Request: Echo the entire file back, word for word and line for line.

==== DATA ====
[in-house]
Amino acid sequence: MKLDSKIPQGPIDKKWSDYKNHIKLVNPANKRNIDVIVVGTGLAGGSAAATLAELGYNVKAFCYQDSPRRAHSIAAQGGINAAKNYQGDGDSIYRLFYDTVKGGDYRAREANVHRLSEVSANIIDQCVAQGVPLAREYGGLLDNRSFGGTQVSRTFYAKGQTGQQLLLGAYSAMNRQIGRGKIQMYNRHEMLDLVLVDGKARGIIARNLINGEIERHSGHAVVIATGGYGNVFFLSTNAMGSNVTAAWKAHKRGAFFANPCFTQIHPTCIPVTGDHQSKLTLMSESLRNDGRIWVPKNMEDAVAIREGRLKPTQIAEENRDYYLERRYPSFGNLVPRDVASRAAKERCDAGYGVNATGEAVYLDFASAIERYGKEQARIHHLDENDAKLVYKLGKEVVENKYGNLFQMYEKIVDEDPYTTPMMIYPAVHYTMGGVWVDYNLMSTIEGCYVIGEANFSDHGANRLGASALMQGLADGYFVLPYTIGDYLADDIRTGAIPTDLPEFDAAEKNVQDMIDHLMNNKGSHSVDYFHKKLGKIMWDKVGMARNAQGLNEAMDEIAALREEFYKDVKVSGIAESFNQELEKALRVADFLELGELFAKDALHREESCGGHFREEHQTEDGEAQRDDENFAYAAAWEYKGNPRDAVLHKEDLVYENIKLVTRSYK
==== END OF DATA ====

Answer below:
[in-house]
Amino acid sequence: MKLDSKIPQGPIDKKWSDYKNHIKLVNPANKRNIDVIVVGTGLAGGSAAATLAELGYNVKAFCYQDSPRRAHSIAAQGGINAAKNYQGDGDSIYRLFYDTVKGGDYRAREANVHRLSEVSANIIDQCVAQGVPLAREYGGLLDNRSFGGTQVSRTFYAKGQTGQQLLLGAYSAMNRQIGRGKIQMYNRHEMLDLVLVDGKARGIIARNLINGEIERHSGHAVVIATGGYGNVFFLSTNAMGSNVTAAWKAHKRGAFFANPCFTQIHPTCIPVTGDHQSKLTLMSESLRNDGRIWVPKNMEDAVAIREGRLKPTQIAEENRDYYLERRYPSFGNLVPRDVASRAAKERCDAGYGVNATGEAVYLDFASAIERYGKEQARIHHLDENDAKLVYKLGKEVVENKYGNLFQMYEKIVDEDPYTTPMMIYPAVHYTMGGVWVDYNLMSTIEGCYVIGEANFSDHGANRLGASALMQGLADGYFVLPYTIGDYLADDIRTGAIPTDLPEFDAAEKNVQDMIDHLMNNKGSHSVDYFHKKLGKIMWDKVGMARNAQGLNEAMDEIAALREEFYKDVKVSGIAESFNQELEKALRVADFLELGELFAKDALHREESCGGHFREEHQTEDGEAQRDDENFAYAAAWEYKGNPRDAVLHKEDLVYENIKLVTRSYK